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Publication numberUS6763697 B2
Publication typeGrant
Application numberUS 10/320,208
Publication dateJul 20, 2004
Filing dateDec 16, 2002
Priority dateJun 16, 2000
Fee statusPaid
Also published asDE10029831C1, DE50114247D1, EP1290433A1, EP1290433B1, US20030079521, WO2001096849A1
Publication number10320208, 320208, US 6763697 B2, US 6763697B2, US-B2-6763697, US6763697 B2, US6763697B2
InventorsStephan Bolz
Original AssigneeSiemens Aktiengesellschaft
Export CitationBiBTeX, EndNote, RefMan
External Links: USPTO, USPTO Assignment, Espacenet
Method and device for operating a linear lambda probe
US 6763697 B2
Abstract
The oxygen concentration lambda in the exhaust gas of an internal combustion engine is determined by establishing the average of the upper value OW and the lower value UW of the square-wave sum voltage Vsum corresponding to the difference DELTA Vs between the Nernst voltage Vs and the reference voltage Vref and converting this into a proportional pump current Ip which produces a Rc lambda—proportional voltage at the calibration resistor. The difference between the upper value OW and lower value UW of the sum voltage Vsum is used as a temperature measurement voltage Vri for regulating the temperature of the probe.
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Claims(15)
What is claimed is:
1. A device for operating a linear lambda probe of an internal combustion engine, comprising:
an evaluation circuit which is connected to the lambda probe via its terminals,
an oscillator which generates an oscillator signal having a frequency, and a measurement signal which is derived therefrom by means of frequency division and has a relatively low frequency which is fed to a first probe terminal,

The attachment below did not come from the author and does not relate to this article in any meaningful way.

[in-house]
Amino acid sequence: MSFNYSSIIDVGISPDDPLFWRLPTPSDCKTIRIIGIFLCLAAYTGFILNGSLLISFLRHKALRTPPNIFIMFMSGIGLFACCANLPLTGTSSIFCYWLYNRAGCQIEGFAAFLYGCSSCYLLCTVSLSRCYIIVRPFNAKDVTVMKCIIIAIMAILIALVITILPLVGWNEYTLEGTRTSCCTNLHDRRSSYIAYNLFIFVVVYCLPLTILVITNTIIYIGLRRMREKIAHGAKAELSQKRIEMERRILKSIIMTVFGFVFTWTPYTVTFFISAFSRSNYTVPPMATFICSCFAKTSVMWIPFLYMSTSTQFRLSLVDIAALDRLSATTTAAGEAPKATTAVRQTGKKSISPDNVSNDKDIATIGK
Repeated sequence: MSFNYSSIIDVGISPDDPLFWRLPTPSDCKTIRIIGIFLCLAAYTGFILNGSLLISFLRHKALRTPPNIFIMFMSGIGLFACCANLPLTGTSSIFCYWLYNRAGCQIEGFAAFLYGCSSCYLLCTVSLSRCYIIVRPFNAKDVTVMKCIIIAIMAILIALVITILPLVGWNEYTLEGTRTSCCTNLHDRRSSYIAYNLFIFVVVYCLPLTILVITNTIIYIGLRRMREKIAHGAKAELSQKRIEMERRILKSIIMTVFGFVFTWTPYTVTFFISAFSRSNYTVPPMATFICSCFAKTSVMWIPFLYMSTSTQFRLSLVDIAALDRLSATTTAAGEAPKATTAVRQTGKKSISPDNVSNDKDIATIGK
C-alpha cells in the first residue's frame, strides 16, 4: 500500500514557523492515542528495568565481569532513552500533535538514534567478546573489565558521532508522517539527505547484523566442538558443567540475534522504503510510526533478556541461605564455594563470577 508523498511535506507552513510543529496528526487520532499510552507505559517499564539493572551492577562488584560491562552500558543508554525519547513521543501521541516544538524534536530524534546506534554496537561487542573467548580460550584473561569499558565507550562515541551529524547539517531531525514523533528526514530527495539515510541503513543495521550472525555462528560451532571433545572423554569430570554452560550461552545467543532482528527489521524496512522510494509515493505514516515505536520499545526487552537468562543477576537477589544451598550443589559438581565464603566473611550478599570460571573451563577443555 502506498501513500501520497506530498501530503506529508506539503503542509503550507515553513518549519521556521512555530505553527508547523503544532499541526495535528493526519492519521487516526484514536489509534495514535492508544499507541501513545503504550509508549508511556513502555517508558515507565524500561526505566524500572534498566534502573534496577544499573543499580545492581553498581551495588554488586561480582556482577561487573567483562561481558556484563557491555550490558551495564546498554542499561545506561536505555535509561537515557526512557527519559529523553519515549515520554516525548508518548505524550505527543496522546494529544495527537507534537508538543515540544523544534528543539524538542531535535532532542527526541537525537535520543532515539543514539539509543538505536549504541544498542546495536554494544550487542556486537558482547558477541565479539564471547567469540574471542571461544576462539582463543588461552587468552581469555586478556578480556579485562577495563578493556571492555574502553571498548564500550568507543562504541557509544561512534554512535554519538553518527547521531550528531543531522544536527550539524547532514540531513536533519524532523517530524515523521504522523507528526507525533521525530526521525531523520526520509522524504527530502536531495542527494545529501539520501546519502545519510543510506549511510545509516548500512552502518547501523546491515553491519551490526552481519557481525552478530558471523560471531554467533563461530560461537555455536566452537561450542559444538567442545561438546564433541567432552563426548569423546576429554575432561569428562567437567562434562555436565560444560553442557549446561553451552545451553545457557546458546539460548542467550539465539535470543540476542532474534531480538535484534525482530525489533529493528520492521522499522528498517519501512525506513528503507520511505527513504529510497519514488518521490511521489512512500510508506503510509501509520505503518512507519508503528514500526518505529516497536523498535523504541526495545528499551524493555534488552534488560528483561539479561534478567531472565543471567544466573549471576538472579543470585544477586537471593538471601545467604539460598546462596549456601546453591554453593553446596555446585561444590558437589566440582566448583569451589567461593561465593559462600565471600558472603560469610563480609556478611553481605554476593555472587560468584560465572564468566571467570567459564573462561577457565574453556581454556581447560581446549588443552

a first difference amplifier whose inverting input is connected to a third probe terminal and whose noninverting input is connected to a fourth probe terminal,
a controller and a pump current source,
a first capacitor in which a lower value of the sum voltage is continuously stored is provided,
a second capacitor in which an upper value of the sum voltage is continuously stored is provided, a base point of the first and second capacitors being capable of being connected to a second probe terminal and being connected to a negative pole of a reference voltage, a positive pole of the reference voltage being connected to a positive pole of a center voltage,
a decoupling amplifier is connected downstream of each of the other terminals of the first and second capacitors, wherein
the outputs of the two decoupling amplifiers are connected to one another by means of a voltage divider whose tap is connected to a noninverting input of the controller,
whose output is connected to the fourth probe terminal, and
whose inverting input lies at the center voltage and is connected to the noninverting input of the pump current source,
an inverting input of the pump current source is connected to the third probe terminal, and
the output of the pump current source is connected to the second probe terminal.
2. The device as claimed in claim 1, wherein a second difference amplifier is provided whose noninverting input is connected to the output of a first decoupling amplifier, whose inverting input is connected to the output of a second decoupling amplifier, and at whose output a temperature measuring voltage can be tapped.
3. The device as claimed in claim 2, wherein a low-pass filter is connected downstream of the second difference amplifier.
4. The device as claimed in claim 1, wherein a third capacitor whose base point is connected to the second probe terminal via a switch, and to the base points of the first capacitor and second capacitor via a further switch, and whose other terminal is connected to the first probe terminal via a switch, to the other terminal of the first capacitor via a switch, and to the other terminal of the second capacitor via a switch.